Mimicking shear zones: An example from Wadi Filk, Jordan

Mimicking shear zones: An example from Wadi Filk, Jordan Ductile shear zones can develop in at least two ways: (1) a nucleus can grow laterally by free propagation into undeformed host rock, like most faults or joints; (2) the zone may nucleate and grow on or in a planar discontinuity and mimick its orientation. Most small-scale ductile shear zones are mimicking zones, but large-scale ductile shear zones could be free-propagating. The Wadi Filk mylonite zone in Jordan is a two km long, ten meter wide mylonite zone flanked by ultramylonite zones, developed in undeformed Neoproterozoic porphyritic monzogranite. Since mineral and major element composition of mylonite and monzogranite are identical, the structure seems to have formed by free propagation. Only detailed observations of the microstructure and trace element chemistry of the mylonite indicate that it is mimicking a precursor rhyolitic dyke. The Wadi Filk mylonite zone shows that even km-scale ductile shear zones can be mimicking dykes. Fine-grained chilled margins of dykes can act as a nucleus of ultramylonite formation. http://www.deepdyve.com/assets/images/DeepDyve-Logo-lg.png Journal of Structural Geology Elsevier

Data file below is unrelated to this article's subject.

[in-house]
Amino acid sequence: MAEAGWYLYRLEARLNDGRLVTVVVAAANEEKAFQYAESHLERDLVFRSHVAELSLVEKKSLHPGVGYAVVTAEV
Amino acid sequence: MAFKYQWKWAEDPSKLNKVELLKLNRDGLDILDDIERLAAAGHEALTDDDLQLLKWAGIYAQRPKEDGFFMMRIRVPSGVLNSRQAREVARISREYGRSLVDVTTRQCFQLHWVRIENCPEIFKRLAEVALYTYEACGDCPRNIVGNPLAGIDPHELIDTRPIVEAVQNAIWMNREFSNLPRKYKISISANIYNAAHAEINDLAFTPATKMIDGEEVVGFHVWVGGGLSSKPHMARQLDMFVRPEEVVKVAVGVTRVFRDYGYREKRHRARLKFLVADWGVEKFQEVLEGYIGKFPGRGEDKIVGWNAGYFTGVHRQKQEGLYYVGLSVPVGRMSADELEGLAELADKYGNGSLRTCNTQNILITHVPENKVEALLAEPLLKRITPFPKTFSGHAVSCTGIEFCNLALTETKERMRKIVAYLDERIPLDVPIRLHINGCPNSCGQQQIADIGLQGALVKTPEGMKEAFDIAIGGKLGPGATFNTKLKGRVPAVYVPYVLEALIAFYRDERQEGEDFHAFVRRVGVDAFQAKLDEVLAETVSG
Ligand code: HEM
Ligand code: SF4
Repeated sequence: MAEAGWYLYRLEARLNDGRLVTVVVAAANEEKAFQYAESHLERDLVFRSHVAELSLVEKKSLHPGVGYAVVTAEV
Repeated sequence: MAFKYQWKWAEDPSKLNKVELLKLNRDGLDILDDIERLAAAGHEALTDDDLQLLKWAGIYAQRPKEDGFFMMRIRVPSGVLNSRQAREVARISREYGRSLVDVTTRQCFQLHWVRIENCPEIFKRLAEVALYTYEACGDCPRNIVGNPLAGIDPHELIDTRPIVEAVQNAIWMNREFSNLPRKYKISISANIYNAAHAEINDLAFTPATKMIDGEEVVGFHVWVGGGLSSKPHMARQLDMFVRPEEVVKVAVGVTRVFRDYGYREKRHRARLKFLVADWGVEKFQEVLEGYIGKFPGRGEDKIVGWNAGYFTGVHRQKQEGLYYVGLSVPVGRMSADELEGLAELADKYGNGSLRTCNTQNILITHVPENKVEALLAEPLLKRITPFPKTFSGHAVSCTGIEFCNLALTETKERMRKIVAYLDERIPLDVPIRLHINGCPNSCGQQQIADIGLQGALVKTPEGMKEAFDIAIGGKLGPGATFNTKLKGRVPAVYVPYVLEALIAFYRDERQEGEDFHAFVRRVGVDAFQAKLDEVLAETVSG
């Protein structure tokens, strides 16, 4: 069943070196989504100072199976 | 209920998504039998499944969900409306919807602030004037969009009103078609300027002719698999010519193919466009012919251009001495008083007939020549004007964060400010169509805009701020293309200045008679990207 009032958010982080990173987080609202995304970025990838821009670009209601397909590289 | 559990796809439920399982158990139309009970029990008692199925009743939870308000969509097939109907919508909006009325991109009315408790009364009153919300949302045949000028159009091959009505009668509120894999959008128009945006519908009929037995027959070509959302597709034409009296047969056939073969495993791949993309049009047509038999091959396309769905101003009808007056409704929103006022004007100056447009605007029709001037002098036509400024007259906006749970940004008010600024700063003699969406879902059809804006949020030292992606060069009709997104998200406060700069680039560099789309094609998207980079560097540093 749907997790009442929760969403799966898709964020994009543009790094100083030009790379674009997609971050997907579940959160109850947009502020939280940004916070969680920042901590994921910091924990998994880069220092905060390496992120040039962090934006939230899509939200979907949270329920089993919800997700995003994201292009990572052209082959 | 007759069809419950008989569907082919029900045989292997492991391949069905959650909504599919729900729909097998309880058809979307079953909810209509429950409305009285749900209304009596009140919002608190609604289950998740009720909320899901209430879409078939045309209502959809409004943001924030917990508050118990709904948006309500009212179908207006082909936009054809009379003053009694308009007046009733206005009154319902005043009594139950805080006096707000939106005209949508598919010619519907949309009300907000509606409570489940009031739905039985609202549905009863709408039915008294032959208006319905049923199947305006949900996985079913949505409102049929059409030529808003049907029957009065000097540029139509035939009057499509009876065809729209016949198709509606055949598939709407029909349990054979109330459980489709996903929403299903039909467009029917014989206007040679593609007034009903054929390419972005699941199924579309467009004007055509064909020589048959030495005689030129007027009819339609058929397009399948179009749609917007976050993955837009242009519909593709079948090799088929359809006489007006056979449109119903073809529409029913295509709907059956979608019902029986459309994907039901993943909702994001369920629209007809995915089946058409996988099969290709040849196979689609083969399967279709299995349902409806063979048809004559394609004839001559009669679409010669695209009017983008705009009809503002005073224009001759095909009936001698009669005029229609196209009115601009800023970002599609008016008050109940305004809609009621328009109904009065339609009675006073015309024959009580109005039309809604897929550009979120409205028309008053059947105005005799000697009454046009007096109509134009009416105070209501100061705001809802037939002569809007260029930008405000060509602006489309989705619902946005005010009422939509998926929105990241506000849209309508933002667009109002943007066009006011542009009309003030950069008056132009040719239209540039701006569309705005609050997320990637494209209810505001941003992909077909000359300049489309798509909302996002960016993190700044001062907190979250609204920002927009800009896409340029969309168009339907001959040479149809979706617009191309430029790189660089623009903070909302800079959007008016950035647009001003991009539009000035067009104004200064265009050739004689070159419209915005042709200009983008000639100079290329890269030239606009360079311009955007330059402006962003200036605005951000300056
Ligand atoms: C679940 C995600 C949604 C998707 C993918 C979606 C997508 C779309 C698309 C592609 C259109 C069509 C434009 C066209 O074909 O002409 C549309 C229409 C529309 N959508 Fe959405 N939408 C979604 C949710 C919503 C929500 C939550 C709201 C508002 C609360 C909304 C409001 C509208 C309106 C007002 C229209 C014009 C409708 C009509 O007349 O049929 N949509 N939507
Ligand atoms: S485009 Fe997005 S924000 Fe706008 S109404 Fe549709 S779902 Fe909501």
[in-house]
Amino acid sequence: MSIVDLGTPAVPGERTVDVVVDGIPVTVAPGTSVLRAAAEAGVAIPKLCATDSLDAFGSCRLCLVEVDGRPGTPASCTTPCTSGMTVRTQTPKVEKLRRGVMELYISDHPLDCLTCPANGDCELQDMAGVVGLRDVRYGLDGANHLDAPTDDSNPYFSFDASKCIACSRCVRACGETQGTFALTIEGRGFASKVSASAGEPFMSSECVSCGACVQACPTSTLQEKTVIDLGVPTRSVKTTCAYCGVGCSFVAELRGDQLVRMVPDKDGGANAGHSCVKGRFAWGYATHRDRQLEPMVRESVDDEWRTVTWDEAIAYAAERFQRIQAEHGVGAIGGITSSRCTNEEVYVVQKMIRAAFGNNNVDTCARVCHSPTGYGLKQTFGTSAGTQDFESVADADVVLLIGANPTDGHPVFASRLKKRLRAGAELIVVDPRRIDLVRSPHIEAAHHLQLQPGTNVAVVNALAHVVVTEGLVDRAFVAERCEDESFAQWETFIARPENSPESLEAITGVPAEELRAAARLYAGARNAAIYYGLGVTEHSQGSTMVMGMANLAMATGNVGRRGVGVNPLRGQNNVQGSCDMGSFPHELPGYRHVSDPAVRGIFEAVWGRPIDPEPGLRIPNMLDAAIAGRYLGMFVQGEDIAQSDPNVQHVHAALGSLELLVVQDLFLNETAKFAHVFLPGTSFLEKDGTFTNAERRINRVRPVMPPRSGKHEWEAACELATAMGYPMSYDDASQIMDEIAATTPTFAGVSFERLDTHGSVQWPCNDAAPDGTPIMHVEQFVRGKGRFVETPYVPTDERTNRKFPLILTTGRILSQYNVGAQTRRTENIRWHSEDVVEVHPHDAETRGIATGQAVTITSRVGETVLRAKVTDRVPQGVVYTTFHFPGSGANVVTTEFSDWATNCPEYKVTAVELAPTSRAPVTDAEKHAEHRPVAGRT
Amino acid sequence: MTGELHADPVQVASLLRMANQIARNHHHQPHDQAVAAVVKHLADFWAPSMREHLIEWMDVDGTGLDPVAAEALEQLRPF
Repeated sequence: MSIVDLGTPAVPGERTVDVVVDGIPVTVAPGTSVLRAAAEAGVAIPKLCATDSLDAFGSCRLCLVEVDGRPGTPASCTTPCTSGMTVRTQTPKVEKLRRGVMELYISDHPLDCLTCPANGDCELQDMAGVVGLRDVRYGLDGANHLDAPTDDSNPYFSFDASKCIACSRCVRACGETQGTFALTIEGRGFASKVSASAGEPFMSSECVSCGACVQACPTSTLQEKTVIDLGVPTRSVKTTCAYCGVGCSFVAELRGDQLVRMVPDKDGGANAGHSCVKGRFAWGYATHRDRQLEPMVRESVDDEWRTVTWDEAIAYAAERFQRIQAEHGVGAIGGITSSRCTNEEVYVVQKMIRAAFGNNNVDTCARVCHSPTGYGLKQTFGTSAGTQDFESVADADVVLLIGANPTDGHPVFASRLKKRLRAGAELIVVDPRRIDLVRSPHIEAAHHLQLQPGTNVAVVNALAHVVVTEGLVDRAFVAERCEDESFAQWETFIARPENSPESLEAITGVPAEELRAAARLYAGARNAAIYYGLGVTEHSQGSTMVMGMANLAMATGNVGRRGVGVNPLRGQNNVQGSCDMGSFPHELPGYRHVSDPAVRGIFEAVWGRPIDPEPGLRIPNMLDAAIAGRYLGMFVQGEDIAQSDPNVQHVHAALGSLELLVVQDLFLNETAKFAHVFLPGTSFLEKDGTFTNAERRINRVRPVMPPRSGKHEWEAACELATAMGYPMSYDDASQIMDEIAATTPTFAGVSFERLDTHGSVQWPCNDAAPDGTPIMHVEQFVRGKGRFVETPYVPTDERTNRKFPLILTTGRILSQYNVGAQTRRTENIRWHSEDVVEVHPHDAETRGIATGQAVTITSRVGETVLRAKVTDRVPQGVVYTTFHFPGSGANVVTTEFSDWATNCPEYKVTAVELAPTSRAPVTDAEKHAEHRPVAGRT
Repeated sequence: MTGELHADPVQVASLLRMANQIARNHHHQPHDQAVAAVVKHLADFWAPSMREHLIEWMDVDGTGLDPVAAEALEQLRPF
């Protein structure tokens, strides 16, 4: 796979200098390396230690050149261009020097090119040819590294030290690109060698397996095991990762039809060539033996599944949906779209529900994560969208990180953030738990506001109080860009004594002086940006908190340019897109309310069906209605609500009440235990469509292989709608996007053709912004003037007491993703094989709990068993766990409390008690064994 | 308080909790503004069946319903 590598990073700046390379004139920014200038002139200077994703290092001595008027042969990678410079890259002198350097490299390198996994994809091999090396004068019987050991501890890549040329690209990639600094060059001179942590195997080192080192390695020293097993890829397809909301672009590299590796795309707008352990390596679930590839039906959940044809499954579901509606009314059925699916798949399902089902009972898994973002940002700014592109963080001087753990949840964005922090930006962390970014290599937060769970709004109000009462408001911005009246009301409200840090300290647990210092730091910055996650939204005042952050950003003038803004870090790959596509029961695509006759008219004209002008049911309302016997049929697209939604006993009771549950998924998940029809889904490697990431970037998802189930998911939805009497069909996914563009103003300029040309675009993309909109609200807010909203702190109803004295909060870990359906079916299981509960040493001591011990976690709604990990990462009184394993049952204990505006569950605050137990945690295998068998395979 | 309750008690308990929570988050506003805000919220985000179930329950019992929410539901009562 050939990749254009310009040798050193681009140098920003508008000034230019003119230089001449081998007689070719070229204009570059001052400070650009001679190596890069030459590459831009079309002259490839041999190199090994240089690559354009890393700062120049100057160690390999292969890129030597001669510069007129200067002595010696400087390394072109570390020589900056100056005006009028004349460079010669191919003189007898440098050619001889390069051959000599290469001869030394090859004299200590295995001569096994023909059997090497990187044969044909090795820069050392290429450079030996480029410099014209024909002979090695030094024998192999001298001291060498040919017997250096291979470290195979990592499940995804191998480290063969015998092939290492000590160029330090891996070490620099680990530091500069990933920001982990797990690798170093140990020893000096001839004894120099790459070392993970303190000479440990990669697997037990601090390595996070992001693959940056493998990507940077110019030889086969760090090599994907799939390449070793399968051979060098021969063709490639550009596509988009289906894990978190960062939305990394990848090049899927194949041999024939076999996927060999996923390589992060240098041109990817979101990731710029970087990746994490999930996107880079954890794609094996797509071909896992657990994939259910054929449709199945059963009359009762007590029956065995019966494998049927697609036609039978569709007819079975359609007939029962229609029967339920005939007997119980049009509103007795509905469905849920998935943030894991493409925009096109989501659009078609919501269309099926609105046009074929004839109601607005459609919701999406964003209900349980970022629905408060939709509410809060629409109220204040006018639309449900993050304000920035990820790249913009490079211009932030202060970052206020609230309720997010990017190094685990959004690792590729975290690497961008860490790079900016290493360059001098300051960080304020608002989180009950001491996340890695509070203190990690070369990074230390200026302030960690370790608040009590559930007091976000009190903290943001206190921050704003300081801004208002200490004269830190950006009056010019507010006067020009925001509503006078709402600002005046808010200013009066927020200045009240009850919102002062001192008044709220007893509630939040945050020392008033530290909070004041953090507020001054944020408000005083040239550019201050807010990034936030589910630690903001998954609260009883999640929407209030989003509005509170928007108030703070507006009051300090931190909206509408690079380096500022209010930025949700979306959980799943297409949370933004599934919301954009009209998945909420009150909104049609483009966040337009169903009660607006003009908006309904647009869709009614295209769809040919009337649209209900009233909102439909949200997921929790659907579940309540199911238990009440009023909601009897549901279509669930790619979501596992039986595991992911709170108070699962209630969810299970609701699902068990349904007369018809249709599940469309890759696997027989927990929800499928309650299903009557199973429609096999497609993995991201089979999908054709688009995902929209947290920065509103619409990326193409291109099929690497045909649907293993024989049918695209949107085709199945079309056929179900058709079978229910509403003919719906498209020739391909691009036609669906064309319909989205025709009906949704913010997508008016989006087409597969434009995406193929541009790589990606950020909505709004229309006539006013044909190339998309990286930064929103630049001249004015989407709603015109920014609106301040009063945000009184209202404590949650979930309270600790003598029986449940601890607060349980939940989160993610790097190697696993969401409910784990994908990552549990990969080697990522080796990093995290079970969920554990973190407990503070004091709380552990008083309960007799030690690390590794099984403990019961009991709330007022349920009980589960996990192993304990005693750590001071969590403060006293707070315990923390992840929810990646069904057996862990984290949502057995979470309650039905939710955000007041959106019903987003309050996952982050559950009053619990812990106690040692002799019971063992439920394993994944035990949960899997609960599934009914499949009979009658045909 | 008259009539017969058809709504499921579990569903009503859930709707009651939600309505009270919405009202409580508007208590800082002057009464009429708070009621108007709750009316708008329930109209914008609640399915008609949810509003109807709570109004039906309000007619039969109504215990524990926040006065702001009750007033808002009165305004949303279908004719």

Mimicking shear zones: An example from Wadi Filk, Jordan

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Publisher
Elsevier
Copyright
Copyright © 2017 Elsevier Ltd
ISSN
0191-8141
eISSN
1873-1201
D.O.I.
10.1016/j.jsg.2017.03.010
Publisher site
See Article on Publisher Site

Abstract

Ductile shear zones can develop in at least two ways: (1) a nucleus can grow laterally by free propagation into undeformed host rock, like most faults or joints; (2) the zone may nucleate and grow on or in a planar discontinuity and mimick its orientation. Most small-scale ductile shear zones are mimicking zones, but large-scale ductile shear zones could be free-propagating. The Wadi Filk mylonite zone in Jordan is a two km long, ten meter wide mylonite zone flanked by ultramylonite zones, developed in undeformed Neoproterozoic porphyritic monzogranite. Since mineral and major element composition of mylonite and monzogranite are identical, the structure seems to have formed by free propagation. Only detailed observations of the microstructure and trace element chemistry of the mylonite indicate that it is mimicking a precursor rhyolitic dyke. The Wadi Filk mylonite zone shows that even km-scale ductile shear zones can be mimicking dykes. Fine-grained chilled margins of dykes can act as a nucleus of ultramylonite formation.

Journal

Journal of Structural GeologyElsevier

Published: May 1, 2017

References

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